A culture war, like a real war, has opposing camps. And I think it is precisely “our side” that does not have the authority to send us to war and to manage how we fight it. I do not think it’s useful to pretend to ourselves that we are not on one side or the other. That is just a question of sociological fact. We find ourselves on one side or the other, willy-nilly. The problem comes when we start to take our orders – our directions about what to think and what to do about it – from our side. Because of our thoughts, we find ourselves on a side; but when we find ourselves thinking what we think not because we have thought about it, but because our side thinks it, then we are not following the proper authority.

This need not imply the romantic and impossible ideal of a fully “independent” thinker. We always do our thinking with others, and we are influenced by them whether we like it or not. It is not possible to fully escape our milieu, our time and place, our social location. To the equally romantic and equally impossible idea that everything about us is simply a “social construction,” we need not oppose the idea that we construct ourselves, in splendid isolation. I am saying something more modest and more practical. There is the idea of being influenced, of traveling in certain circles, of cherishing the good of intellectual friendship. Then there is the idea of a mass, a crowd of non-thinkers, empty receptacles for the non-thoughts of the group. The group, as a group – as opposed to the relation of friendship between individuals – is the “improper authority.” This does not mean the proper authority is “me, myself, and I.” It only means that we have the responsibility to think – as opposed to believing that our responsibility is to give voice to the “thoughts” of the group. It is only individuals in relationships who are capable of thinking. Practically, this means we will pause and consider before mouthing slogans and platitudes. And that, of course, leads back to the idea of the just cause; the defense of language is in large part a defense against slogans and platitudes–no matter which side utters them.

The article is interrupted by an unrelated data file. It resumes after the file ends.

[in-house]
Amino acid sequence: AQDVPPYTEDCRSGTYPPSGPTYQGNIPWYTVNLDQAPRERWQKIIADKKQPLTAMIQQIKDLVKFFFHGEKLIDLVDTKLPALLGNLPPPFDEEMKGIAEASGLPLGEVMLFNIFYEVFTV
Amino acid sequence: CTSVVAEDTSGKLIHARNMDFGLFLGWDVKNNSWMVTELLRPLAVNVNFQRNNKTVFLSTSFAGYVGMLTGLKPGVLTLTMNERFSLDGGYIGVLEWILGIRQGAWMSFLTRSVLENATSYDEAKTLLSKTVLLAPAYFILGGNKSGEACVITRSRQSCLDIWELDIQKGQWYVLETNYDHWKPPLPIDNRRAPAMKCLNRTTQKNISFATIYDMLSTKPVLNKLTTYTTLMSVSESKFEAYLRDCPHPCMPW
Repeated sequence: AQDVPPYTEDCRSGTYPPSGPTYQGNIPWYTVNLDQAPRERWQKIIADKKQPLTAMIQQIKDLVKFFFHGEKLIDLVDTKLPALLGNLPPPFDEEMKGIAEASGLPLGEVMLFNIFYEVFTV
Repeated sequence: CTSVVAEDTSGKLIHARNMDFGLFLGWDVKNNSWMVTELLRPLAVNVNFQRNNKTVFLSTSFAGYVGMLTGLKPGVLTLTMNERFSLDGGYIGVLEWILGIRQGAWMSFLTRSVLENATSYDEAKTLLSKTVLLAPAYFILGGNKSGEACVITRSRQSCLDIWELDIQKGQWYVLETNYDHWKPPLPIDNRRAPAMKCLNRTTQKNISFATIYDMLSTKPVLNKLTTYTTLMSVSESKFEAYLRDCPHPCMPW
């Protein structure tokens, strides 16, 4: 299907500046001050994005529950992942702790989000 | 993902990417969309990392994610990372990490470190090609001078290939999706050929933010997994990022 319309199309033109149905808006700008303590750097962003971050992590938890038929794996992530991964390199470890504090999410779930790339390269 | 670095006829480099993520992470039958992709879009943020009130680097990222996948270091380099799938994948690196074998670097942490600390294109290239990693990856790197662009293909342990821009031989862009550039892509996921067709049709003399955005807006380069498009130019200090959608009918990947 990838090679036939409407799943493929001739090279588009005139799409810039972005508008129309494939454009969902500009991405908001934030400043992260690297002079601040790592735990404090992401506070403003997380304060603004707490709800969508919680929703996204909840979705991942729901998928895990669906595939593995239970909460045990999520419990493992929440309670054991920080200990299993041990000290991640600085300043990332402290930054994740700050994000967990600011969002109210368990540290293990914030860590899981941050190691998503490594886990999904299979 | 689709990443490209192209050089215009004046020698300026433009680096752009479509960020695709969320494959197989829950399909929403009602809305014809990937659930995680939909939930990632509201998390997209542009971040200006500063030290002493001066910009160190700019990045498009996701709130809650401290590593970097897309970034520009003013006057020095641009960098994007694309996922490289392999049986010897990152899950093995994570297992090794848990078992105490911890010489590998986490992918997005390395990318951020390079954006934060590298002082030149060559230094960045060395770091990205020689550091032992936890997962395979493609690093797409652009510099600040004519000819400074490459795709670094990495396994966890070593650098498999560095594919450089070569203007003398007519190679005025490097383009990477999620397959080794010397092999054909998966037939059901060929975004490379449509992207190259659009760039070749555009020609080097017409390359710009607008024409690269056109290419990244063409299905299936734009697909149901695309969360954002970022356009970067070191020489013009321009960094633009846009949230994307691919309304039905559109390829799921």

Right Intent

Right intent, I think, is simple: it means being motivated by the just cause mentioned above, not by some other, ulterior motive.

Reasonable Chance of Success